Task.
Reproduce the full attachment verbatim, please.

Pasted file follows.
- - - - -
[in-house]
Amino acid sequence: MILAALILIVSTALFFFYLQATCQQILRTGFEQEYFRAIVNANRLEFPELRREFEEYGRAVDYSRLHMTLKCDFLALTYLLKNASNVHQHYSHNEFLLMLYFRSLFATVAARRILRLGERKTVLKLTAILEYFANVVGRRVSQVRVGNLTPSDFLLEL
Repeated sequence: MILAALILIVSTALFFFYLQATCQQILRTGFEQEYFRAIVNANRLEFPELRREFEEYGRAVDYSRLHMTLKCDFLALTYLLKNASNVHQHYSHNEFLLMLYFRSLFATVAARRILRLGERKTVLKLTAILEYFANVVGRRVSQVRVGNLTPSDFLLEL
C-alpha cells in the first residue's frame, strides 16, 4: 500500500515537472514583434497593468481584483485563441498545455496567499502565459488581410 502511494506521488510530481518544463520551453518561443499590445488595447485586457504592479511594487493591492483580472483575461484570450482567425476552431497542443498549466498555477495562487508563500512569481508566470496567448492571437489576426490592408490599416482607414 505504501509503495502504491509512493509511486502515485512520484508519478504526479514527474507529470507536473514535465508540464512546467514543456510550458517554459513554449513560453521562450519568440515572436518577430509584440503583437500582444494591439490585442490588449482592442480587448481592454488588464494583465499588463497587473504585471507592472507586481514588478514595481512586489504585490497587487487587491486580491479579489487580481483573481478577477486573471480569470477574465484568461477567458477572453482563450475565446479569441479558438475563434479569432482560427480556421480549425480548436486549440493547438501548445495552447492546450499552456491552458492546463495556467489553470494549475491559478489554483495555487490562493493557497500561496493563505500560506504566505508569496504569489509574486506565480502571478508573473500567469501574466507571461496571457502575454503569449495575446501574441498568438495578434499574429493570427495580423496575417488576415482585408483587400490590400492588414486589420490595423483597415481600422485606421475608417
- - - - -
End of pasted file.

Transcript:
[in-house]
Amino acid sequence: MILAALILIVSTALFFFYLQATCQQILRTGFEQEYFRAIVNANRLEFPELRREFEEYGRAVDYSRLHMTLKCDFLALTYLLKNASNVHQHYSHNEFLLMLYFRSLFATVAARRILRLGERKTVLKLTAILEYFANVVGRRVSQVRVGNLTPSDFLLEL
Repeated sequence: MILAALILIVSTALFFFYLQATCQQILRTGFEQEYFRAIVNANRLEFPELRREFEEYGRAVDYSRLHMTLKCDFLALTYLLKNASNVHQHYSHNEFLLMLYFRSLFATVAARRILRLGERKTVLKLTAILEYFANVVGRRVSQVRVGNLTPSDFLLEL
C-alpha cells in the first residue's frame, strides 16, 4: 500500500515537472514583434497593468481584483485563441498545455496567499502565459488581410 502511494506521488510530481518544463520551453518561443499590445488595447485586457504592479511594487493591492483580472483575461484570450482567425476552431497542443498549466498555477495562487508563500512569481508566470496567448492571437489576426490592408490599416482607414 505504501509503495502504491509512493509511486502515485512520484508519478504526479514527474507529470507536473514535465508540464512546467514543456510550458517554459513554449513560453521562450519568440515572436518577430509584440503583437500582444494591439490585442490588449482592442480587448481592454488588464494583465499588463497587473504585471507592472507586481514588478514595481512586489504585490497587487487587491486580491479579489487580481483573481478577477486573471480569470477574465484568461477567458477572453482563450475565446479569441479558438475563434479569432482560427480556421480549425480548436486549440493547438501548445495552447492546450499552456491552458492546463495556467489553470494549475491559478489554483495555487490562493493557497500561496493563505500560506504566505508569496504569489509574486506565480502571478508573473500567469501574466507571461496571457502575454503569449495575446501574441498568438495578434499574429493570427495580423496575417488576415482585408483587400490590400492588414486589420490595423483597415481600422485606421475608417